This was probably because, despite their real effort and commitment, with each ball carry saw ground lost. Dacey was prominent in this kind of kamikaze ball carrying that sees him off a standing start run into a much bigger man and get driven backwards. Time after time he did it, but he wasn’t alone in facing that kind of physical defeat. Phil Davies has created a vegan pack to take on carnivores, it’s almost cruelty in the work place.

Finally, the pressure of constantly losing the contact area and of a scrum in serious decline began to pay. Glasgow were on the front foot for most of the second half but it took them until the final 10 minutes or so to score. Before that we had seen penalties exchanged between Halfpenny and Jackson to make it 9-3 to Cardiff. Oh, hang on, no we hadn’t seen that as Glasgow’s kicking was worse than their handling. It was still 9-0.

And then Townsend replaced Matawalu with Cusiter and Glasgow looked like a proper team. A series of one up drives instigated by Cusiter allowed Ryan Grant to take a short pass to score under the posts. We were now 150 minutes into this contest over two weeks and Glasgow had finally worked it out.

This set up an “exciting” (and anything could be considered exciting compared with the bore fest of errors which had preceded it) finale that we knew would be settled by the referee and, as sure as eggs are eggs, he gave Glasgow another shot at goal. And, as sure as eggs are eggs, Weir missed the kick.

This was undoubtedly a battle between two poor teams to prove the other team to be the better of the two and Glasgow won. By God, they were poor. Our bois stuck in there when many would have folded so good on them for that, but better teams would have smashed these pair by 50 points.

We shouldn’t forget, however, that whilst the two victories were orchestrated by Glasgow’s stupidity, both games were played with the following players missing:

Owen Williams, Cory Allen, Gethin Jenkins, Matthew Rees, Scott Andrews, Lou Reed, Bradley Davies, Sam Warburton, Josh Navidi

15
Leigh Halfpenny
7
/10
He’s such a fine player that he can get by at this level without really pushing himself, but there were signs of real interest in this game in terms of defence and a willingness to run with the ball. His goal kicking is valuable but young Mr Patchell has his eyes on that prize once Halfpenny is off.
14
Alex Cuthbert
6
/10
A little less involved this week as the game was less fluent. Cardiff really do need to work out how to use him far more often in midfield, however, in the way that Mike Rayer used to be. He’s keen to be involved but they just can’t get the ball to him.
13
Richard Smith
6
/10
This was a really solid and busy performance where he isn’t physically intimidated by his opposition, so he really does get stuck in. A couple of diagonal dancing runs, but this wasn’t the day for ball in hand stuff.
12
Rhys Patchell
8
/10
This guy has it all from a huge turn of pace, a 60m penalty kicking boot, a huge punt and a real love to clear out and protect ball carriers. For a man with so little experience of playing centre, he certainly knew how to protect his team’s possession, proving that it is not just the pretty stuff that he is interested in.
11
Harry Robinson
4
/10
A little underused with the ball in hand and a little like a scared rabbit with it. There’s something not quite right there as he’s not kicking on as much as his talent allows.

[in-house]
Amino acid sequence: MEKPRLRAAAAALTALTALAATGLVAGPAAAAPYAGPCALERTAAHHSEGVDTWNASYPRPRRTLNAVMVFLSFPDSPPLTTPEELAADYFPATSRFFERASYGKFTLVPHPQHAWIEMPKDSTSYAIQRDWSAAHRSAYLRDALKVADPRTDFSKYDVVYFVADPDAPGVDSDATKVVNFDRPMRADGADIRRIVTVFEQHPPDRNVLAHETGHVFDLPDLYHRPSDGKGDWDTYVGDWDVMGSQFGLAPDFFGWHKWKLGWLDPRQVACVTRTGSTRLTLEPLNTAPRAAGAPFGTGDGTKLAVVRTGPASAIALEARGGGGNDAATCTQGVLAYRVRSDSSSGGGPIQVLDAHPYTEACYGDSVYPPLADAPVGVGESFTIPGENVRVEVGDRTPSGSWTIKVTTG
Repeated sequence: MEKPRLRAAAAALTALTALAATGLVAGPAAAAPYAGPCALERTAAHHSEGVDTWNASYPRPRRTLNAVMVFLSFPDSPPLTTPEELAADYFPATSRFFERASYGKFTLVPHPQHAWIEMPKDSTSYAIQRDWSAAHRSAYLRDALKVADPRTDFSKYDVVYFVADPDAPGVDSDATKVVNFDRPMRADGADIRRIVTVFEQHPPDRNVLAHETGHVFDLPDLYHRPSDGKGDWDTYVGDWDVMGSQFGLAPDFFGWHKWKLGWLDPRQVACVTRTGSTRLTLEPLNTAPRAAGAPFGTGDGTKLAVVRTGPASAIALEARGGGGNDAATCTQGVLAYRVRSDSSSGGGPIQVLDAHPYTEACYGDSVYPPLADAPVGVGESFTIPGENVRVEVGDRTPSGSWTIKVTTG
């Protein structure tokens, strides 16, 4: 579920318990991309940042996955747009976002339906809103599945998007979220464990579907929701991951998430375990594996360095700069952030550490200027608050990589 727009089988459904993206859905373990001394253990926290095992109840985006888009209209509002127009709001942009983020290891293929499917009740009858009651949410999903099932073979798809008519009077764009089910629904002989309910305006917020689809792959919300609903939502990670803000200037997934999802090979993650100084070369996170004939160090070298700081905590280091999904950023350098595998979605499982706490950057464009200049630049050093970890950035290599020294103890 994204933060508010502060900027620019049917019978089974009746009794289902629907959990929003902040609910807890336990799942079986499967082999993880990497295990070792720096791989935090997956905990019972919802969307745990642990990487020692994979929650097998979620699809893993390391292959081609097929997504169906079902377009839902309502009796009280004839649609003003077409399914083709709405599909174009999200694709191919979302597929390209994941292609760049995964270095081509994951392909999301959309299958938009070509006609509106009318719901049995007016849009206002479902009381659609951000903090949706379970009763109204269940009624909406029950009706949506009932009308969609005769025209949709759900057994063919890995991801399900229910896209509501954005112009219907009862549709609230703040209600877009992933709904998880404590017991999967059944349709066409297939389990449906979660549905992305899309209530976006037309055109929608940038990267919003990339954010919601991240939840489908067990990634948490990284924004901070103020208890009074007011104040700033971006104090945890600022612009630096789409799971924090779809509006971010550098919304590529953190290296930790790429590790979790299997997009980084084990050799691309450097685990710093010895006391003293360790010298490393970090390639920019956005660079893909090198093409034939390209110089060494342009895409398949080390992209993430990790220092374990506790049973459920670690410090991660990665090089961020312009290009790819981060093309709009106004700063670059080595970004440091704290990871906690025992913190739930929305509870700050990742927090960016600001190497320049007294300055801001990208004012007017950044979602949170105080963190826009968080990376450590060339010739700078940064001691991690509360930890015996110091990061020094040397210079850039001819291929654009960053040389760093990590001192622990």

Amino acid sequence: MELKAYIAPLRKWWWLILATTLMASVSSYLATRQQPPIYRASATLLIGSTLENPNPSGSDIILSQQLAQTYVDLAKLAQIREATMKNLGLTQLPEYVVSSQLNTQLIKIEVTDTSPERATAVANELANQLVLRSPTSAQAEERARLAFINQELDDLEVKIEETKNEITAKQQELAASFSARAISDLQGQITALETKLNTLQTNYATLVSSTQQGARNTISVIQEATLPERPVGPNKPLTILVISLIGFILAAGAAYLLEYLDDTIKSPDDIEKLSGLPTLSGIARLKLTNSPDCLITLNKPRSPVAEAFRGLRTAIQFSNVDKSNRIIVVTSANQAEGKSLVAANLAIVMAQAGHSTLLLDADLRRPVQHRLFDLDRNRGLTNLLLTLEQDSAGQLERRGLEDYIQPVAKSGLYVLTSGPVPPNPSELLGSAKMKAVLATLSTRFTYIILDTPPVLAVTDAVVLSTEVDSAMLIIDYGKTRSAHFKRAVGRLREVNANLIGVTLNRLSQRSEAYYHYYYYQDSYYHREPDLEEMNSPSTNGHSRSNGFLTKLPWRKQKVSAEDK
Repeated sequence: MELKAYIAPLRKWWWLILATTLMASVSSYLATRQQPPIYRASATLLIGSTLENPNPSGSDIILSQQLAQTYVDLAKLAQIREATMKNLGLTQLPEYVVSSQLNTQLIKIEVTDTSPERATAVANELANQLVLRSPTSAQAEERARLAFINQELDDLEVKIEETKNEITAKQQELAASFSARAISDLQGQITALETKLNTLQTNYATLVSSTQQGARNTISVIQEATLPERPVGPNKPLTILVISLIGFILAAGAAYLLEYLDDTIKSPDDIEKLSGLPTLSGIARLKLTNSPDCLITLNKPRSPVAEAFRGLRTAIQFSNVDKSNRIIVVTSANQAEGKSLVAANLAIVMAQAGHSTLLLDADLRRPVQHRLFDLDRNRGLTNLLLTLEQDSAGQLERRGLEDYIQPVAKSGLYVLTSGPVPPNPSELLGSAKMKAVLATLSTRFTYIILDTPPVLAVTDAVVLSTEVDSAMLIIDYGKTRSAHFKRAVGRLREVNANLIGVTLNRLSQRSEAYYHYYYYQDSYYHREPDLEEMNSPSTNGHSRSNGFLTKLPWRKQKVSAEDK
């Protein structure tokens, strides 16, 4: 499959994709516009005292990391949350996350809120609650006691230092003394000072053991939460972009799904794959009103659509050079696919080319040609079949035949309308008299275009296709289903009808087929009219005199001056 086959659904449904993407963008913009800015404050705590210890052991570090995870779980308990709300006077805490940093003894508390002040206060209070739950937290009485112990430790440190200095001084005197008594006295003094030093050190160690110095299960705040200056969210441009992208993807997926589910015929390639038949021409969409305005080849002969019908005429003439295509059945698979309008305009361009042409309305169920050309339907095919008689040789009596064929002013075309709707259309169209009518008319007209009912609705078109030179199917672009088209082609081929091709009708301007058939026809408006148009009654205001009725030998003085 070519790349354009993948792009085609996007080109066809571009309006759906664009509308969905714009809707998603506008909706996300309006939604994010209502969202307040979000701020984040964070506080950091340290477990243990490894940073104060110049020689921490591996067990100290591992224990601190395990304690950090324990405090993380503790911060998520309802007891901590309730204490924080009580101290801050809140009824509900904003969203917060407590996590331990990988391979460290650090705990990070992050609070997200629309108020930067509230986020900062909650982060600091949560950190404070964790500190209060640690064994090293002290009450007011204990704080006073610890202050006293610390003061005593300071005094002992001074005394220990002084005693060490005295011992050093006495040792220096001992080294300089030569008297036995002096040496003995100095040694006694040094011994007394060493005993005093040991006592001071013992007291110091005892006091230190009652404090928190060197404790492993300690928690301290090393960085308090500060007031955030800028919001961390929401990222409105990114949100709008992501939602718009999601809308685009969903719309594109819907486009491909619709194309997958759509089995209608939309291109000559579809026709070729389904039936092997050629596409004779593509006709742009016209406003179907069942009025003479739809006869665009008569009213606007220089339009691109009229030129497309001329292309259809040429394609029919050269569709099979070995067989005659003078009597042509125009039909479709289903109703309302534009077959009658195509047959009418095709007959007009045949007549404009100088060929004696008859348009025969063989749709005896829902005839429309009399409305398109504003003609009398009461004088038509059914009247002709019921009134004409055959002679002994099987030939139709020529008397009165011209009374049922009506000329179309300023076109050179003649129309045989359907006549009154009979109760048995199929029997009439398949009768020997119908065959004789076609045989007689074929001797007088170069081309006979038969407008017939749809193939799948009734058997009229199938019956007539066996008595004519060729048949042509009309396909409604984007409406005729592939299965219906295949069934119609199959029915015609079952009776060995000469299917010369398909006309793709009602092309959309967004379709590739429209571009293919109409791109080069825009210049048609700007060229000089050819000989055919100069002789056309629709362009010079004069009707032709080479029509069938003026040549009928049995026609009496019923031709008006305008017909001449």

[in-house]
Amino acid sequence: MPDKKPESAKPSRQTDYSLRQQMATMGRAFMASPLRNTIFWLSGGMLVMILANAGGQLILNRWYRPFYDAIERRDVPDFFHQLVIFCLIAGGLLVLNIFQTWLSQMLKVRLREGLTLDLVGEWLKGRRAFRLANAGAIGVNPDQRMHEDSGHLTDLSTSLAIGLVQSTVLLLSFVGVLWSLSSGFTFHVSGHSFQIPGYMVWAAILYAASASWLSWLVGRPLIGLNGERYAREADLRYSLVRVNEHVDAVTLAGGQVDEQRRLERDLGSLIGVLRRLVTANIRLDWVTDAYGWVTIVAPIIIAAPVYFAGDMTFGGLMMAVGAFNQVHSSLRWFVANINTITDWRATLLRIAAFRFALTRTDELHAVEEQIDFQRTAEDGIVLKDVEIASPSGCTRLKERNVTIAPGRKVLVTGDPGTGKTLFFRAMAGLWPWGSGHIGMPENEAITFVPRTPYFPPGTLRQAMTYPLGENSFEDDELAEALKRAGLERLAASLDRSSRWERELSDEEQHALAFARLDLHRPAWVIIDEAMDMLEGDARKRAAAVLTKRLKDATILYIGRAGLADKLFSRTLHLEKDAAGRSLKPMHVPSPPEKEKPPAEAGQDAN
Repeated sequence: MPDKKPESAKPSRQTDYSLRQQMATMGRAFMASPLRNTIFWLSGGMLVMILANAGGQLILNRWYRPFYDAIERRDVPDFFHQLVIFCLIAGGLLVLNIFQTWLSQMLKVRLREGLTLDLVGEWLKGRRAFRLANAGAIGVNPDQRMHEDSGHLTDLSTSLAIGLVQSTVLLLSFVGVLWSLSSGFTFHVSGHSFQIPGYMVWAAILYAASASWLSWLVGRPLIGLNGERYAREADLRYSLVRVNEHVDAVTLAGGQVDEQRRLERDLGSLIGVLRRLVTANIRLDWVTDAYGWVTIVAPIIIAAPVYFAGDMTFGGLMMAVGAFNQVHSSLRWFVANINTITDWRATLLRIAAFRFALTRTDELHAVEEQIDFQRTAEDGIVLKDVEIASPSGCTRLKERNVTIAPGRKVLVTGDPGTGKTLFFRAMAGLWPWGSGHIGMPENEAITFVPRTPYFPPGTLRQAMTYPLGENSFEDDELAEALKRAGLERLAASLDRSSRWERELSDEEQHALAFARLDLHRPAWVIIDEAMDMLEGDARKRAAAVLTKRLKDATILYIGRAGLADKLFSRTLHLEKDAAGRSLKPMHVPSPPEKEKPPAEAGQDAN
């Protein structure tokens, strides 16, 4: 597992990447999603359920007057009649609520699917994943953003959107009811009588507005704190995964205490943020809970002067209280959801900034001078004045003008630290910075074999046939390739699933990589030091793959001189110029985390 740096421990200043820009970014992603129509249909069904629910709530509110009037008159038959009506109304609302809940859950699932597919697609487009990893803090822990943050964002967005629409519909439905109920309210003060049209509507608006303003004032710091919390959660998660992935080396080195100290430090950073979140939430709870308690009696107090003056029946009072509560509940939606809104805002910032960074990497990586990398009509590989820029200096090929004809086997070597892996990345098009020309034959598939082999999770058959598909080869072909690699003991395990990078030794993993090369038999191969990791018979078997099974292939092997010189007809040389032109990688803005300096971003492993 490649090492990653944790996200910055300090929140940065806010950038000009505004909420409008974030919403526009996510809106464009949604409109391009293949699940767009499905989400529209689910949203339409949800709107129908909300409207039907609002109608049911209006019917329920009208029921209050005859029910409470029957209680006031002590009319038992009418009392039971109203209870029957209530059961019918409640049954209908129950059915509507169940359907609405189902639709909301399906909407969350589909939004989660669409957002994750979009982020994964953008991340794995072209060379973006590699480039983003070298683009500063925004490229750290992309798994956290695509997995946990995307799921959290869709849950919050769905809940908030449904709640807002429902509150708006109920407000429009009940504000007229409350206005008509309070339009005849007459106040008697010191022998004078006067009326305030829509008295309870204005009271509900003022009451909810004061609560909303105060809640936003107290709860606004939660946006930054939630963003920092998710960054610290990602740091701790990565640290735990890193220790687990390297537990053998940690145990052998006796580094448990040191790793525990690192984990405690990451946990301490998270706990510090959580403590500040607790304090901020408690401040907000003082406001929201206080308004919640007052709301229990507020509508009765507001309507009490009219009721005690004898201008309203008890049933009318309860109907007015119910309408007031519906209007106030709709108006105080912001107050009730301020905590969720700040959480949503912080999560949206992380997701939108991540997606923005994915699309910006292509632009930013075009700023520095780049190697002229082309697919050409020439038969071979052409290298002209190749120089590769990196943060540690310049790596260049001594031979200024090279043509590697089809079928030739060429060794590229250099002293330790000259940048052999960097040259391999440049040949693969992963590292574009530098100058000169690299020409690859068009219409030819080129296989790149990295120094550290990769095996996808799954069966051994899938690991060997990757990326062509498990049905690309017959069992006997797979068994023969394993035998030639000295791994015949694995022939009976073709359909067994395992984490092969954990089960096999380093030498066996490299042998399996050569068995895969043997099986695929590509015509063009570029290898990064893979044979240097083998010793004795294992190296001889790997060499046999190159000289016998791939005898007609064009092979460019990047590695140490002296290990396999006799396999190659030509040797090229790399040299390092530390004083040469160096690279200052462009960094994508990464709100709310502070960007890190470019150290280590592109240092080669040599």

10
Gareth Davies
6
/10
This was a comfortable, if not outstanding, performance of decision making and keeping it simple. With the conditions as they were then it was just what was needed if, perhaps, more could have been made of the wind in the first half.
9
Lloyd Williams
5
/10
He’s improving, but from a very, very low base, but there really is more that can be done. He is now of the age and experience to be grasping a game and controlling it but, in that regard, he has been given a lesson from his opposite number over the last two weeks.
8
Robin Copeland
7
/10
The nu-Owain Williams gave a typical Williams-esque performance of doing lots of headline grabbing antics but can’t quite be found doing the stuff that made Xavier Rush so bloody useful. Still, when you’re playing a team content to chuck it around then having a handling 8 like Copeland is useful.
7
Rory Watts-Jones
8
/10
We say “Bloody hell, Rory, what’s happened to you?” You’re playing like a man possessed and, boy, you are pretty good at it. This was an openside performance which belonged more to the 1990s than to modern rugby but there is something a little Tim Crothers about Watts-Jones. This guy is not the most talented but he sticks his head in where it hurts.
6
Macauley Cook
5
/10
We’re not convinced by him as a 6 but he’s too short for a 5 and not bulky enough for a 4. Like the best of the Academy graduates, however, he’s technically very sound. He needs to work on his ball carrying and offensive tackling, and he should start by eating a lot.
5
Filo Paulo
3
/10
This signing was heralded as the lump needed in the second row but we can’t see what he brings to the scrum, to ball carrying, to mauling, or to much of anything else, really. He certainly is no CQ.
4
Chris Dicomidis
5
/10
As expected, you really cannot knock the vigour which this man plays with or how he throws everything into his game. He’s not the most talented, or the biggest, or the most technically correct but he is presently getting by on energy and effort.
3
Taufa'ao Filise
6
/10
This guy is the only ball carrier in the team who can break a tackle and get over the gain line. Copeland will dance around a tackler, Dacey will just get tackled, but this septuagenarian is the only hope they have. He really is doing a remarkable job at the moment.
2
Kristian Dacey
7
/10
It’s really hard to fairly judge Dacey because he runs his body into the ground for the cause. The number of ball carries he made was 9 according to the ESPN stats* but it seemed far more than that. Add in the 13 tackles and you’ll see the effort. But he made 9 carries for 4 metres gained, which says it all. He is seriously underpowered for this level of rugby. Get him on the Hibbard diet.
1
Sam Hobbs
2
/10
Not only did he receive a yellow card, but he didn’t really do anything else positive either. A little more consistency is needed from Mr Hobbs and we don’t mean in how often he is penalised.